He’ll make smart, calculated poke checks like so:
and can use his huge frame to separate guys from the puck with ease:
U.S. NTDP coach Seth Appert says of Samuelsson:
“He’s going to be a top-three defenseman on some NHL team for the next 15-plus years.”
“He’s going to eat minutes, he’s going to help you win and he’s going to be miserable to play against.”
Chris Peters of ESPN says:
“Excellent defender, physically dominant in his age group. Has more offense than his points would suggest. Spoke to a few scouts who think he has a very short NHL timeline.”
Overall thought on the pick
I’m fine with the pick of Samuelsson, although I feel like it was a safe choice. The Sabres have a recent history of taking the safe pick in the 2nd round and that’s what they have in Samuelsson. His ceiling isn’t as high as someone like Wilde, and despite his 38 points in 58 games with the NTDP, I wouldn’t project him as someone that’ll fill the scoresheet in the NHL. He’s a guy that will be able to move up and down the top 6 d-lineup and be a defensive anchor for a guy like Guhle or Dahlin to join the rush and do their thing. Although I pretty much agree with the scouts who think the timeline until Samuelsson’s arrival is much shorter than others, he needs to get a little quicker before he’s ready to take the next step. Playing in the NCHC of the NCAA against teams like North Dakota, Minnesota Duluth, and St. Cloud State will be great for his development. His defensive game is ahead of the pack and he had big responsibility as the captain of the NTDP team, I’d just like to see more development in his puck-handling and quickness before he’s ready to be a Sabre. The only real thing I dislike about this pick is that I feel the Sabres could’ve went for a player with a little more upside picking so highly in the 2nd round, especially with some of the talent both on forward and defense still available.
Pick #94 – Matej Pekar
Big fan of this pick by the Sabres in the 4th round selecting the Czech Republic’s Matej Pekar, the only forward chosen by Buffalo. Following the NHL Draft community, Pekar could be found on a few different people’s sleeper pick boards heading into day two of the draft. Pekar was the rookie of the year in the USHL, an award won last year by 2018 2nd overall pick Andrei Svechnikov. Pekar had 54 points in 56 games, but what’s most impressive about his production is that just ten of his points came on the power-play. Pekar is one of those water-bug type players that is just going to be lethal on the forecheck and an absolute puck hound. The Hockey News described him as “The best puck hound in the USHL.” He’ll be heading to the same college hockey conference as Mattias Samuelsson, and like Samuelsson, will be tested a lot against some of the premiere teams in college hockey. Pekar will need to bulk up after playing last season at around 165 lbs, but shouldn’t have a problem putting on weight at school.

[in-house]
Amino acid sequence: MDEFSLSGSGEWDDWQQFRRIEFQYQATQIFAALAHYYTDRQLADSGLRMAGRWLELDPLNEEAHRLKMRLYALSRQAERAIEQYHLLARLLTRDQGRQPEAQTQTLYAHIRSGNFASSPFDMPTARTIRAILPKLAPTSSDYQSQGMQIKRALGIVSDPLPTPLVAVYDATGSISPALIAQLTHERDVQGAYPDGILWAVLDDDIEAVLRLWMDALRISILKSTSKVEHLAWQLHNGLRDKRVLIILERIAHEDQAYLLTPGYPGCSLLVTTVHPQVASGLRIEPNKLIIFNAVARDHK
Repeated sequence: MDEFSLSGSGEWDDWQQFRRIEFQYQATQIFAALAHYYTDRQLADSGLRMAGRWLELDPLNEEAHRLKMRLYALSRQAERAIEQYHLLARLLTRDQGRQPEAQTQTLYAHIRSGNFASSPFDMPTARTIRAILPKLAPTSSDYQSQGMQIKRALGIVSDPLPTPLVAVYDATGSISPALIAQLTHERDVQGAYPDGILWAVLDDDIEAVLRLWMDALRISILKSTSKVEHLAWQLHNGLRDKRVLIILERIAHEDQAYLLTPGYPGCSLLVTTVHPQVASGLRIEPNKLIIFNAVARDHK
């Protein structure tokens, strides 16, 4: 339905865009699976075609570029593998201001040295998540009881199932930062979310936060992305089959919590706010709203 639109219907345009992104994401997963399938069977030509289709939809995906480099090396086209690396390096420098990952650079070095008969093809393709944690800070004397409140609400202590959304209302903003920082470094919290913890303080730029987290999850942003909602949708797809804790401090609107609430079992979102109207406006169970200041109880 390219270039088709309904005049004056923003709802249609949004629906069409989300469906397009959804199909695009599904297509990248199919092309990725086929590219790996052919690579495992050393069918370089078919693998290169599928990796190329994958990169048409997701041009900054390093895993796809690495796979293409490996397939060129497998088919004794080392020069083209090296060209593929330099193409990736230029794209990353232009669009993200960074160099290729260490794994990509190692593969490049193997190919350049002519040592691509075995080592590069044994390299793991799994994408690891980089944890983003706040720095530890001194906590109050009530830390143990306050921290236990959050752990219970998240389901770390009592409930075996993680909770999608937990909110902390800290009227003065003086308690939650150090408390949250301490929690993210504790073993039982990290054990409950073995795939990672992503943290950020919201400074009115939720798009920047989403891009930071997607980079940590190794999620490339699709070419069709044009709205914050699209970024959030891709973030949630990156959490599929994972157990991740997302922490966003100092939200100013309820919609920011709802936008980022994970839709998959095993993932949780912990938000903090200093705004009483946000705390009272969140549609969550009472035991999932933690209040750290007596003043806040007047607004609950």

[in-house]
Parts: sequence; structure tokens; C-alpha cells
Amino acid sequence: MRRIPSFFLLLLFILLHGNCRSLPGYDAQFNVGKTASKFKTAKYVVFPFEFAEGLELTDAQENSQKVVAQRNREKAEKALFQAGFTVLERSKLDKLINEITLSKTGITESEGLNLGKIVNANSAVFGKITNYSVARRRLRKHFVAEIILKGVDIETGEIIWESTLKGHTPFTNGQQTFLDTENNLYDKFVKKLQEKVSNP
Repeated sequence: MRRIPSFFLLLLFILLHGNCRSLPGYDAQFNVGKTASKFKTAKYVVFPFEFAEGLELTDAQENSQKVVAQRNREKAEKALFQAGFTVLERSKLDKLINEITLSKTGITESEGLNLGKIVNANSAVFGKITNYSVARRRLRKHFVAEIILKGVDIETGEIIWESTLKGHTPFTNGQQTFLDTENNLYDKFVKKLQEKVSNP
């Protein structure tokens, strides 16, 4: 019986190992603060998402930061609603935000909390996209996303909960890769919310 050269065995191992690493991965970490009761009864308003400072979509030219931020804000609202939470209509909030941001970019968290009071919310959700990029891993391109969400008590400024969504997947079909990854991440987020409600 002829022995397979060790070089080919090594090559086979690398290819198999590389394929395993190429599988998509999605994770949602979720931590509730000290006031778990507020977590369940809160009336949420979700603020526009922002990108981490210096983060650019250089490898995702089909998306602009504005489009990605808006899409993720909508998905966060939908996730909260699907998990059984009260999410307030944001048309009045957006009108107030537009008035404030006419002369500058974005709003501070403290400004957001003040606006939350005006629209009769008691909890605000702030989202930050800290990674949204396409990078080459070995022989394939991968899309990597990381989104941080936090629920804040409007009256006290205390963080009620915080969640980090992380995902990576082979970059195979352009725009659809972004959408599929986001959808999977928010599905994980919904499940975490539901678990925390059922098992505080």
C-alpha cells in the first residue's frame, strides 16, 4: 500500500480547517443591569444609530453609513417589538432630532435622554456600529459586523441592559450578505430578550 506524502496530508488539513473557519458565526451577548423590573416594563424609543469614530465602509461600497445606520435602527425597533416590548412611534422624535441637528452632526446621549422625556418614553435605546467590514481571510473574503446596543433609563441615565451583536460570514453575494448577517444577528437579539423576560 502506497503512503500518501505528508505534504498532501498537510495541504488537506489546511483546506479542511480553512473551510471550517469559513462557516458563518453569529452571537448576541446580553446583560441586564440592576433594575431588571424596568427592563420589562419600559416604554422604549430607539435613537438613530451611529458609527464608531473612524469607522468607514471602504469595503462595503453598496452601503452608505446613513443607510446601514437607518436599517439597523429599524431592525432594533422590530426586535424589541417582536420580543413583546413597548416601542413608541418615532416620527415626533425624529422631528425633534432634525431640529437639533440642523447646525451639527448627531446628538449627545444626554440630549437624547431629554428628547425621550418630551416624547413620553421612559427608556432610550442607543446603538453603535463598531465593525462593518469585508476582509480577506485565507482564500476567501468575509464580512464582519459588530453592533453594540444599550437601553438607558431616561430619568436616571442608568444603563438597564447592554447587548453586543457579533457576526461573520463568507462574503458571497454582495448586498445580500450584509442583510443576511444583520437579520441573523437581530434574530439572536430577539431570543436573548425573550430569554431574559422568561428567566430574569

Pick #117 – Linus Lindstrand Cronholm
The Sabres go with another Swedish defenseman in Lindstrand Cronholm in the 4th round. I don’t know enough about him to give any serious input on the pick, but he’s 6’1 and 16 points in 18 games in the Swedish J18 league. He’s only 17 and scouts have describe him as someone who’s offensive game is coming along more and more. He plays with snarl and isn’t shy about clearing the front of the net or blocking shots. We’ll get to see more of what he’s all about at dev camp this week.
Pick #125 – Miska Kukkonen
This year’s version of Oskari Laaksonen for the Sabres as the Finnish defenseman isn’t ranked on any notable scouting services. He’s listed as 6’0, 183lbs, and will play for Tappara’s U20 team next season, the same squad that groomed Patrik Laine.
Pick – #187 William Worge Kreu
Another pretty unknown selection as we round out the Sabres final selection in the 7th round. Not to anyone’s surprise though the Sabres pluck another defenseman out of Sweden. Worge Kreu actually got one game in the SHL this past year and had 14 points in 38 games of SuperElit action. One scouting report describes him as “Defensive defenseman. Strong in shorthanded situations. Plays a simple game with few mistakes. ” Kreu’s father was a pro player in Sweden.